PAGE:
The distribution and nutrient status of phytoplankton in the Southern Ocean between 20� and 70� W

The distribution of phytoplankton along transects amounting to about 10,000 nautical miles in the sector of the Southern Ocean between 20° and 70°W was determined during the austral summer of 1978/79. Chlorophyll a concentration was monitored by the continuous measurement of in vivo fluorescence (IVF). Surface samples were collected for the determination of temperature, salinity, chlorophyll a concentration, carbon fixation rate and species of the phytoplankton. Phytoplankton distribution was found to be extremely patchy both locally and regionally. High phytoplankton concentrations were often associated with either hydrographic features, such as upwelling or the presence of sea-ice, or with bathymetric features, such as shelf breaks, submarine mountain ranges or islands. Enrichment experiments, in which the effects of various nutrient additions on the rate of 14C fixation by the natural phytoplankton were compared, and bioassay experiments, in which the growth of Thalassiosira pseudonana (Hustedt) Hasle and Heimdal in enriched water samples was measured, were carried out using water samples collected at various stations throughout the study area. Although these techniques were effective in demonstrating nutrient limitation elsewhere, the results suggest that availability of nitrate, phosphate, silicate, trace metals or vitamins exerts no primary control over phytoplankton abundance south of the Polar Front.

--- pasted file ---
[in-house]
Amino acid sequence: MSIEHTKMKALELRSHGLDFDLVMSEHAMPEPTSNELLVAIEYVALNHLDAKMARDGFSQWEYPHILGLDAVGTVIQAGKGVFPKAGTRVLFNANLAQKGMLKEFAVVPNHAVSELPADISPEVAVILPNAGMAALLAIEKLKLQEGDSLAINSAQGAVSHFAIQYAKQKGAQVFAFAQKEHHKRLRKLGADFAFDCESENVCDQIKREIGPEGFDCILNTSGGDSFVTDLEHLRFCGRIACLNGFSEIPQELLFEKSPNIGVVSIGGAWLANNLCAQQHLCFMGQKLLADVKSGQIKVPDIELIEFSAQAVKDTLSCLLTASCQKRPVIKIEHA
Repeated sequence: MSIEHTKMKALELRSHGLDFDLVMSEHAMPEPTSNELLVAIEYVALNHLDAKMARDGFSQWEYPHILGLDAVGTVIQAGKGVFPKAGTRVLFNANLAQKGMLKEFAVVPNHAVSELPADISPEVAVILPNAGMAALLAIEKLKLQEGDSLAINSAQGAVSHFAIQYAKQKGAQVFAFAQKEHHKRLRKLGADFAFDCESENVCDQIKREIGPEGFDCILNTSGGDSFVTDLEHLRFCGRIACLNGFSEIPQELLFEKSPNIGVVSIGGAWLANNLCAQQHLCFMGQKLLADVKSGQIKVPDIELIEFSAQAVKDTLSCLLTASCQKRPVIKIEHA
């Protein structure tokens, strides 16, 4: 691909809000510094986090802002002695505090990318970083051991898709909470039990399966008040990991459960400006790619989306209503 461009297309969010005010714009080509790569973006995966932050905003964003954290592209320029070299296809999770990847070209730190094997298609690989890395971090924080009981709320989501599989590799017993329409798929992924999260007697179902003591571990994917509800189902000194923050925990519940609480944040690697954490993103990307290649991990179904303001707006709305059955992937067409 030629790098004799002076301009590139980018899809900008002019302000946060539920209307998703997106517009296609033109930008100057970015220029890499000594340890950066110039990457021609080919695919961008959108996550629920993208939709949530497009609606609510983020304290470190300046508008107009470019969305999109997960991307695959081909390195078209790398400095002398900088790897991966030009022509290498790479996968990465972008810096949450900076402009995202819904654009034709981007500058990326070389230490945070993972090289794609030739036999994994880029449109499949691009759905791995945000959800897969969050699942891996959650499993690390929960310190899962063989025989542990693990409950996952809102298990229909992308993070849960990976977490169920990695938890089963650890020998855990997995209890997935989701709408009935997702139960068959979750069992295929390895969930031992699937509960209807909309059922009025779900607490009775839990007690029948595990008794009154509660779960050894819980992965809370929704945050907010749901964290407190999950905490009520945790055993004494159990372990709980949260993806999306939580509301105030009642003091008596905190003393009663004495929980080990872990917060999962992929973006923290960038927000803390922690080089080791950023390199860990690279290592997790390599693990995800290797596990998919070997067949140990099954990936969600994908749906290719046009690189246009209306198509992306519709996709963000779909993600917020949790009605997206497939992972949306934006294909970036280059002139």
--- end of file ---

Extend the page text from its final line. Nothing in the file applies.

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Authors: Hayes, P.K., Whitaker, T.M., Fogg, G.E.

1 January, 1984
Polar Biology / 3
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